Top Rocks From Two-Ten

By Eric Kamm Published January 1, 2011

Good records are few and far between these days. Reflecting back on this past year, there is one record and two songs written by two different groups that I can recommend with confidence. The passion and sincerity of these two groups can still spark a little light in my cold dead heart, much like a cigarette lighter flickering in a completely dark room that never lights. No, I take that back, the tracks "Birthday Boy" and "The Queen Of Lower Chelsea" do get my blood pumping.

My favorite record of the year was The Drive By Truckers The Big To Do. This is a band from the Southeast who has two new releases on the horizon--a full length called Go-Go Boots, in addition to a new documentary on the band entitled The Secret to a Happy ending. The documentarty will focus on "the redemptive power of rock and roll." Believe me, I saw them perform at The Fillmore in May, and even as they sound-checked, hours before the doors opened, they were playing their hearts out. They dig their Skynrd and Neil Young while shootin' whiskey, they're great storytellers of the grotesque, and they're not about to apologize for any of it. Around a year ago the band recorded 25 tracks at one time and released 13 of those songs on The Big To Do. They will place the remaining tracks on their upcoming release Go-Go Boots (to be released February 15th). "Birthday Boy," the track that you would most likely label their single off The Big To Do, is a great song. How they recorded the tune is just as exciting (more on that later). But...if you are going to check out this group, I would recommend beginning with the records Decoration Day and The Dirty South, then simultaneously moving forward and backward in their discography. Believe me, it's all good. The Big To Do felt to me like the Drive By Truckers telling Southern stories accompanied by a great soundtrack. The record is solid and consistent--it's a tortoise, not a hare (which is why I don't think it would be as good of an introduction to the band as some of their other works). But, I'm going to move on now because I'll soon be posting an entire article on drummer Brad Morgan.

My other favorite track came off The Gaslight Anthem's American Slang. The song "The Queen Of Lower Chelsea" finds drummer Ben Horowitz playing on rims of his drums for part of the tune, and laying down a beautiful pocket. Like Brad Morgan, Horowitz plays for the song. He said in the September 2010 issue of DRUM! that "anything I do is always based on some kind of gut reaction based on what I'm hearing. If my process has changed at all I'd say it's more cerebral now than it used to be. I'm a lot more conscious of the flow of the song and fitting in with other people, finding my place in the arrangement. I definitely think about that stuff a lot more. Working with producers probably opened my eyes to that level of song writing that I wasn't exposed to before." Horowitz puts his money where his mouth is on his latest.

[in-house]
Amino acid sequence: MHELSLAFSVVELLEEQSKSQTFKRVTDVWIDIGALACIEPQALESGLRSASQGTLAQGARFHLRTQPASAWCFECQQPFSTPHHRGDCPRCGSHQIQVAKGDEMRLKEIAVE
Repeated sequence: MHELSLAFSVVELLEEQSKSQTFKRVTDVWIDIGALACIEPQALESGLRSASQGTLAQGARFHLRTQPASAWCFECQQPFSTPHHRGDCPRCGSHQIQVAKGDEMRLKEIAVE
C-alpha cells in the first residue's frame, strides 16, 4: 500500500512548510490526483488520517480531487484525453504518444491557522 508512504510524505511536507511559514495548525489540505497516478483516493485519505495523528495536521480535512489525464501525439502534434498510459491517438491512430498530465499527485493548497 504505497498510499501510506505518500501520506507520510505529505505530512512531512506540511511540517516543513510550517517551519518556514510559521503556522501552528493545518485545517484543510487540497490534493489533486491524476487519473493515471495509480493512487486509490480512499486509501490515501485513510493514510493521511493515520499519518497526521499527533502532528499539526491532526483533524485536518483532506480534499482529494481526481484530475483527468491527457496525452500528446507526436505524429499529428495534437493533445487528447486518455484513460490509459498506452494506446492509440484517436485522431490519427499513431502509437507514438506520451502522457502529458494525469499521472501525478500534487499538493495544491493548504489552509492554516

I love the lyrics to "The Queen Of Lower Chelsea," I love the descending bass line at the end of each verse, I love the catchy guitar work, I love how Horowitz puts ego aside and lays down a creative groove for the song (including the cool drum break in the middle of the song), and I really appreciated vocalist Brian Fallon's sincere note to the listener in the liner notes of the record. Fallon thanks his audience for enabling him to play music. "When I was a kid," Fallon writes "I wanted to play guitar and sing songs...I'll never forget that you all helped me along the way." The title track to the record also hits in the right place--I especially liked how the band bridged the first chorus into the second verse on this opening track.

Producer Ted Hut is worth mentioning too (since Horowitz brought him up). He appears to be Side One Dummy's go-to producer and engineer, and for good reason. My first exposure to him was his work with Flogging Molly, where the sounds he captures tend to have a dynamic range and raw quality to them. American Slang is no exception. I wondered what advice he might have had for Horowitz and the rest of the band on the two tracks mentioned above...

Anyhooo...have a Happy New Year! -Kamm December 31, 2010.

Eric Kamm writes about jazz and punk drumming.